January 24

Malcolm Turnbull returns to the fray

Mr. Turnbull has come out, fighting yet again for a republic but this time, with two significant differences.

First, he wants the referendum to be preceded by a three part plebiscite. In addition, he feels he could now live with a directly elected president. How that will suprise the  direct elect republicans with whom he fought so robustly at the 1998 constitutional convention.

…conditions for another referendum…

When he became an MP,  Mr.Turnbull indicated that in his view there should be no move against the Australian Crown  unless three conditions were fulfilled:

First,the present reign had ended,

Second there was be a consensus among republicans on the model.  (But a decade after the 1999 referendum,  such a consensus is not even close.)

Third the opposition must be minimal. (I assured Mr. Turnbull that opposition would be at least as great as in 1999, when over 50,000 ACM volunteers worked to defeat that model.)

…reversal on direct election…

Mr. Turnbull was for long  categorically opposed to the direct election of a president.” Those republicans who supported that at the 1998 Constitutional Convention would be in no doubt about that. No longer, it seems.

In a media blitz in the Murdoch press in England and Australia, (see, for example, “Has a three-day visit by the charming Prince William changed us?”  Sunday Telegraph 24 January) Mr Turnbull has indicated he could now live with such a republican model .

He said: “As George Winterton and I demonstrated in 1993, it is possible to codify the powers of the president so that they are genuinely ceremonial only and there is no possibility, however remote, of a coup from Yarralumla.”  But when former Prime Minister Paul Keating and his Attorney General Gareth Evans tried to codify the reserve powers, they eventually  threw up their hands in despair, saying the task was impossible.

…he favours a plebiscite…

I also thought Mr. Turnbull was opposed to a plebiscite. ACM's longstanding opposition to a plebiscite on the constitution has essentially been that this would be grossly irresponsible. It asks for a vote of no confidence in one of the world’s most successful constitutions.

He now says:“In my view, the next step should be a consultative, non-binding poll which asks Australians whether they would prefer to have an Australian citizen as head of state rather than the king or queen of the UK."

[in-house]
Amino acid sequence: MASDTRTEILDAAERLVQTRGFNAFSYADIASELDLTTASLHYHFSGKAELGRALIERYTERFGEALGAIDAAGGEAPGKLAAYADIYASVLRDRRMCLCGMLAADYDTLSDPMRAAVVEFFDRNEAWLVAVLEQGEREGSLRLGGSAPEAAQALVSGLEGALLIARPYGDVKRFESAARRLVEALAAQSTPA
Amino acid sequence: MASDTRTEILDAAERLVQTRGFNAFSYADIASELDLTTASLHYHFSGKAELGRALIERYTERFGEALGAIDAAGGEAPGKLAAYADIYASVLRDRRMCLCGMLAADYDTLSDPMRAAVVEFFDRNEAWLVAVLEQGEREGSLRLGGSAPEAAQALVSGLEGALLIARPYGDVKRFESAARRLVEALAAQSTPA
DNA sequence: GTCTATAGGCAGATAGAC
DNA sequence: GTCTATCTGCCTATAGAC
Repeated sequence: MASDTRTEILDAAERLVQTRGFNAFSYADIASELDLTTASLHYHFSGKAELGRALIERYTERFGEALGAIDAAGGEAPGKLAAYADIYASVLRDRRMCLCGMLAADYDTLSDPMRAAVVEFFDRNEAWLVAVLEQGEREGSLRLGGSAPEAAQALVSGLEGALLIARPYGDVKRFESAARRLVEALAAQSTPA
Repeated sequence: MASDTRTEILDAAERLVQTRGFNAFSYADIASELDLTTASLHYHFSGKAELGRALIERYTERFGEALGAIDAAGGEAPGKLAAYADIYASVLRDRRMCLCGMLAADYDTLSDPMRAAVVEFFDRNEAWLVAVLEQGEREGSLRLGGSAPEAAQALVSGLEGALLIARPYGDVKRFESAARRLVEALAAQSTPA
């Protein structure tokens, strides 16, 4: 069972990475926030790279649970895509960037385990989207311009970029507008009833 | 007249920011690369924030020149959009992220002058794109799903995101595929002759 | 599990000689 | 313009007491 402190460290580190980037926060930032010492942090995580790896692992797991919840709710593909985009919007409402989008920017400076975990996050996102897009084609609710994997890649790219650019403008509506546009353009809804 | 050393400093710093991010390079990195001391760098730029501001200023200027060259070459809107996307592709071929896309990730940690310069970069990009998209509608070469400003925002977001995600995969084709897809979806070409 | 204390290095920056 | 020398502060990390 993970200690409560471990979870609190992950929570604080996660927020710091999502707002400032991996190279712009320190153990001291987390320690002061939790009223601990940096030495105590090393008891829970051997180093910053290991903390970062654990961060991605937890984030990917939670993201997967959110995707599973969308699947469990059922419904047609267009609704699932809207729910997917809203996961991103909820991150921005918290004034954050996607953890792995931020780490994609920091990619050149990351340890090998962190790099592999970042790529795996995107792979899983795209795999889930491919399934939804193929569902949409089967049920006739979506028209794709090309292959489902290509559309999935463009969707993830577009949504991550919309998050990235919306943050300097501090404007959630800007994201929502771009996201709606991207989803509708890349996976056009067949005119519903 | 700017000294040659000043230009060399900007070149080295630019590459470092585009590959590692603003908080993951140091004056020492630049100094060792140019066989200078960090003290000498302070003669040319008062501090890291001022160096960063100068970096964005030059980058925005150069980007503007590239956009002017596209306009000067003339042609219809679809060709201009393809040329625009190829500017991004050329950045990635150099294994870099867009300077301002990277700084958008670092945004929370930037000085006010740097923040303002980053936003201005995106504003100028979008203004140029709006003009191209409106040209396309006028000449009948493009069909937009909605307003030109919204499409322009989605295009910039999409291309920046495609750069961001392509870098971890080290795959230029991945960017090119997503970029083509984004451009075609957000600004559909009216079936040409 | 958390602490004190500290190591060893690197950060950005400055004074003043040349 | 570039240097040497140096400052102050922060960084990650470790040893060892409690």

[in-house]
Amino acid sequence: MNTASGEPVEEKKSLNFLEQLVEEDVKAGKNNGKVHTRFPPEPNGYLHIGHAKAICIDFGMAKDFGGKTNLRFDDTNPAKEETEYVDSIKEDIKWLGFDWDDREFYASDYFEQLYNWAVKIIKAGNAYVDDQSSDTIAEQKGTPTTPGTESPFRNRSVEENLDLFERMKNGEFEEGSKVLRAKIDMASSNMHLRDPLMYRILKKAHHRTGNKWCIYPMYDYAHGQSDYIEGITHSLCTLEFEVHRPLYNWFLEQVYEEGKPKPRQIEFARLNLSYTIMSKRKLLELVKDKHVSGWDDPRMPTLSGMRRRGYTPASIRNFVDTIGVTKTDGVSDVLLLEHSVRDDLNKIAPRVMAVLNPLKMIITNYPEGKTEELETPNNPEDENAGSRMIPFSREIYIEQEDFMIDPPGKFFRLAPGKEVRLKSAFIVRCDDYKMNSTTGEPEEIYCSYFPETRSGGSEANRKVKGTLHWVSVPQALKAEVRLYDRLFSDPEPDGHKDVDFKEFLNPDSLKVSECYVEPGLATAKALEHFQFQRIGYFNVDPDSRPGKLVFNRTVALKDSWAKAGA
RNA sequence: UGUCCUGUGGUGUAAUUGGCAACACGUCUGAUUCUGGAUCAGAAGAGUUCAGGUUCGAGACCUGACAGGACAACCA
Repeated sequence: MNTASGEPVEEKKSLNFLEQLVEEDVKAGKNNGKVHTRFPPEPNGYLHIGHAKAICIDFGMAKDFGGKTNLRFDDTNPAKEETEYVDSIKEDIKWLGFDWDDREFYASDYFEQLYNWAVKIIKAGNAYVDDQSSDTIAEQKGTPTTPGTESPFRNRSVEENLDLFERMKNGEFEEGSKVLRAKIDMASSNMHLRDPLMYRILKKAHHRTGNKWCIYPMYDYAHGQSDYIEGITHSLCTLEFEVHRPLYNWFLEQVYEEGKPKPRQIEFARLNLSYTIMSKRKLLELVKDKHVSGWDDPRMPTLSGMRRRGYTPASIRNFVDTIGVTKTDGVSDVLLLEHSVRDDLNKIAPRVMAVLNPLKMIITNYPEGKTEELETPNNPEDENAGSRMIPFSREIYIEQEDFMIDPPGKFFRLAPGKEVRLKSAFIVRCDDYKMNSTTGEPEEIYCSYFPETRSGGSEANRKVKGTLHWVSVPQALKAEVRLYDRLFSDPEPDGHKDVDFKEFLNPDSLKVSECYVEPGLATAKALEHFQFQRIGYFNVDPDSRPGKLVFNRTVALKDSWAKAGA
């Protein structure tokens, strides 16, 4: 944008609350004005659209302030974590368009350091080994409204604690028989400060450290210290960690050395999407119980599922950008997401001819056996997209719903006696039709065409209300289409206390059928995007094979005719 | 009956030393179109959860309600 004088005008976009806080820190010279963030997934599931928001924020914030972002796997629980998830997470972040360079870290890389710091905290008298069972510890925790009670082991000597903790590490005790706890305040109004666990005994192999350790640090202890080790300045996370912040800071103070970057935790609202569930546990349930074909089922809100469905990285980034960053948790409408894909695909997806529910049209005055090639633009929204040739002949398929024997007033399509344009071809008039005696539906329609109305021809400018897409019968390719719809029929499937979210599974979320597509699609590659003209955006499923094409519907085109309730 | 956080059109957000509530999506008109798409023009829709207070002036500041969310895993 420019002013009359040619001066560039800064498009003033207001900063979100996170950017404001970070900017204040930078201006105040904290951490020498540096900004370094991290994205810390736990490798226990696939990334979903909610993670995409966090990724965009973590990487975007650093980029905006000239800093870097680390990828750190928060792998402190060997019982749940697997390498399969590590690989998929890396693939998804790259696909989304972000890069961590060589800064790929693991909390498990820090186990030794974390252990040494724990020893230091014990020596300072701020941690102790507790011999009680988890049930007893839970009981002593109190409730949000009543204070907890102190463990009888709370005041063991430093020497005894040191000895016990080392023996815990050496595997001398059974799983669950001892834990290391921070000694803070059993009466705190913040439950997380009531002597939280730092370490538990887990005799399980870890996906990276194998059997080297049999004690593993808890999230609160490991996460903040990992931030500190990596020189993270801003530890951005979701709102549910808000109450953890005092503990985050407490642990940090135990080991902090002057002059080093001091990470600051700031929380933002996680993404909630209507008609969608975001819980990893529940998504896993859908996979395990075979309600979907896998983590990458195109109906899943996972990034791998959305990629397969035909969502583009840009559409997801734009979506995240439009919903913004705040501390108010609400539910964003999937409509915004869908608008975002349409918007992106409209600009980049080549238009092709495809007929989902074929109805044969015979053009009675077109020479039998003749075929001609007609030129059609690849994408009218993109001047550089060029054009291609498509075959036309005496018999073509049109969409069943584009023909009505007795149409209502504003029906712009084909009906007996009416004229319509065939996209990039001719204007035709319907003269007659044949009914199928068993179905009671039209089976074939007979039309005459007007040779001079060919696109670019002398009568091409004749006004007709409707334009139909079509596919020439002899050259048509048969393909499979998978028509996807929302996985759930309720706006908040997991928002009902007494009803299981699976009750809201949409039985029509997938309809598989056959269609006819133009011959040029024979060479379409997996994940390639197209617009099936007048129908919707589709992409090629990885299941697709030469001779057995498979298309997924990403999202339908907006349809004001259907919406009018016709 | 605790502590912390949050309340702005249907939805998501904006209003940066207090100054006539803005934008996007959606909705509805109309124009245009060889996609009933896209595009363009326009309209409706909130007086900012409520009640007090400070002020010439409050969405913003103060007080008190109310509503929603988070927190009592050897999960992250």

(Republicans do not admit the Governor- General is our Australian Head of State, but she most definitely is under international law.  And according to the High Court in 1907, she is the constitutional head of the Commonwealth.) 

" It should go on to ask whether they believe that if we're to become a republic, the new head of state's powers and duties should be the same as those of the governor general.  The final question should be about the method of election.“

"After considering the results of that comprehensive poll, parliament can consider whether to proceed with a referendum and what amendments it should involve.”

…No, Mr. Turnbull, there were nasty attacks on the  the Royal Family…

 Mr Turnbull also says in response to the popularity of Prince William, the republican movement has never denigrated the Queen or her family.

Actually the republican movement ha sdone exactly that.  Remember  that nasty phrase – not Mr. Turnbull’s but his predecessor’s –  “a colostomy bag on the body politic” 

I remember appearing on the radio against a prominent  ARM spokesman who said a No vote was a vote for King Charles and Queen Camilla. A brochure to this effect was circulated with a nasty caricature of the two.

Then there was the brochure for a new flag exhibition under the ARM logo which denigrated the UK, including the Royal Family. One proposed new flag was emblazoned with these words in full:  “ F**** off to Fagland”.   

 …compulsory voting…

Among his explanations for the 1999 loss,  Mr. Turnbull cites compulsory voting. This was introduced in 1924. But before that there were 13 referendums. Only two were approved by the people.  Compulsory voting does not seem to have changed that.

I would say the principal reason for the 1999 defeat was that voters  wisely preferred our existing crowned republic to a flawed model which would have vastly increased the power of the political class.




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